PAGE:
ASK Clifton cattleman David Achilles the secret to success on the show front and he reckons it is all about the quality of your neighbours.
"I spend half my life looking over the boundary fence to see what my neighbour, John Bishop, is doing," he laughed.
"I've been studying his cattle and I think I must have picked up a thing or two there."
In truth he didn't believe he could beat the bloke whose country borders his Kings Creek property on the north- western side of Clifton.
"I thought John was too good for me, so last year I actually entered my cattle in Allora Show ahead of Clifton," Mr Achilles explained.
Yet chances are this modest stockman would have held his own.
He spent three decades in the butcher's trade so has an innate understanding of beef and the traits in demand by those on the product's receiving end.
This year he proved as much, winning the champion vealer, champion female and champion beast of the show titles with a seven-month-old Red Angus heifer, which weighed in at 300kg.
He bred the young female on his 48ha Idle-Bye property on Kings Creek where he runs 25 Red Angus breeders, with bloodlines tracing back to Milton Fowler's stud at Felton.
"I like the Red Angus, they have good weight gain for age and they handle a variety of conditions," Mr Achilles said.
Clifton Show judge Pat McMahon couldn't have agreed more.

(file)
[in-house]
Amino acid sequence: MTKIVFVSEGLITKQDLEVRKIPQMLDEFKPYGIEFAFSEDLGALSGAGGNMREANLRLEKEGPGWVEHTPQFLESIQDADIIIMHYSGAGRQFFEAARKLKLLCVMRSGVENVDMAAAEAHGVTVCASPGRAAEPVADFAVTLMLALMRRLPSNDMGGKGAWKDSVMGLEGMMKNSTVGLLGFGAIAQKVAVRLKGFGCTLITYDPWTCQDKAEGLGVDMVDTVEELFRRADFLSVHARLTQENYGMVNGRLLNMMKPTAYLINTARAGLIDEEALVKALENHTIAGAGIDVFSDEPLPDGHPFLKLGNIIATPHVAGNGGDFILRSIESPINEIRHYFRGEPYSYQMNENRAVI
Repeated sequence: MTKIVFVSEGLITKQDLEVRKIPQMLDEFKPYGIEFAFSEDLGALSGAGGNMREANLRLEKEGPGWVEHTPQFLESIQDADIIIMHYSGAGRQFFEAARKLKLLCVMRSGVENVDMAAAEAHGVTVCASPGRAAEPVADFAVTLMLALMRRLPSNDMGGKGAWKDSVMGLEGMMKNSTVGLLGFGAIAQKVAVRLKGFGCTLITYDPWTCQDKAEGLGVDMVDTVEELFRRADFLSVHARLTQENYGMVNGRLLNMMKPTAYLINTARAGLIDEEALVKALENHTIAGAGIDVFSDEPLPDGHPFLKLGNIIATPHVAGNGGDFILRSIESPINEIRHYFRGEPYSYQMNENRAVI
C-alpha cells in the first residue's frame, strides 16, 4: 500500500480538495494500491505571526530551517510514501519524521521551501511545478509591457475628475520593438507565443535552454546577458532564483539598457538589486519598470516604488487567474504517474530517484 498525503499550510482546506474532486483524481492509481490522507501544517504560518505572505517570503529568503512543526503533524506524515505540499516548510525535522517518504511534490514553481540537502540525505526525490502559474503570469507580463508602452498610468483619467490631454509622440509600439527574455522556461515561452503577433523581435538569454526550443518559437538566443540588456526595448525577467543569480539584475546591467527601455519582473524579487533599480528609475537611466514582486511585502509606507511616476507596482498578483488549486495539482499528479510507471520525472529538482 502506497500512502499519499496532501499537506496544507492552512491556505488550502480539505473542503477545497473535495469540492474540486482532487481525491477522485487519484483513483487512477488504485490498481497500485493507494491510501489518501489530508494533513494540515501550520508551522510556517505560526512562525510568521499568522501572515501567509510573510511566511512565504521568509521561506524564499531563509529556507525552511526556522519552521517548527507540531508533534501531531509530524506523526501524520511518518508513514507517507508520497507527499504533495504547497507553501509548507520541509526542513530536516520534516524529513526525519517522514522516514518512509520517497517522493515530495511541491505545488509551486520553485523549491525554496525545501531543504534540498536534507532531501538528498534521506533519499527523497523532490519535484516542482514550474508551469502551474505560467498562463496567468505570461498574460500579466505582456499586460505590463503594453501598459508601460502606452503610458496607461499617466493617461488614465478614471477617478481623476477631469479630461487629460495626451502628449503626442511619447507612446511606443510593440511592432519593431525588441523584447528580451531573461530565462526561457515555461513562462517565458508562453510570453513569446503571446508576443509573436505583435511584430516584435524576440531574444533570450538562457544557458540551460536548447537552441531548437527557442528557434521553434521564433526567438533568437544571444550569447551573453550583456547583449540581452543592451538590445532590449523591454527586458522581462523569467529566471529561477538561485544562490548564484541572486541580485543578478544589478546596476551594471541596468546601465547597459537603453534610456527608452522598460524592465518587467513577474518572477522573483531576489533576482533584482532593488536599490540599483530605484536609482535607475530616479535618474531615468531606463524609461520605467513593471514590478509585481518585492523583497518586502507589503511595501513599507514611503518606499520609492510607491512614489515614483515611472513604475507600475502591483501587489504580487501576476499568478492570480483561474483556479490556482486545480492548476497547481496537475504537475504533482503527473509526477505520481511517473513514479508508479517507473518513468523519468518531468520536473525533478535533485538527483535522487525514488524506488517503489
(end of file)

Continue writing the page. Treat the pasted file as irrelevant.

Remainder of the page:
The experienced beef analyst said the quality on offer at the Central Downs show made judging both a challenge and a highlight.
"The calibre of cattle at Clifton was very good and the prize-winning cattle would have been competitive at any show," Mr McMahon said.
"The Red Angus heifer offered by David and Naomi Achilles was an excellent exhibit and a prime example of the type of trade cattle we are looking for the in market.
"She had ideal fat coverage and confirmation."
While Mr Achilles dominated two classes in the prime cattle competition at Clifton Show the champion steer's mantle went to an entry from Trevor and Kelly Weier.
Mr McMahon said their Limousin steer was a very good exhibit boasting exceptional weight-for-age characteristics.
"This steer was a standout in the heavy weight classes, which were very well presented at Clifton," he said.
"It has been a tough season for many producers in our region, but the cattle entered this show were in good order and a credit to their owners."
Brian Gillam, from Gillies Meats in Clifton, paid $2.38c/kg for the champion beast of the Clifton Show.
Mr Gillam said the champion beef should be available through the Clifton butcher shop by this Friday.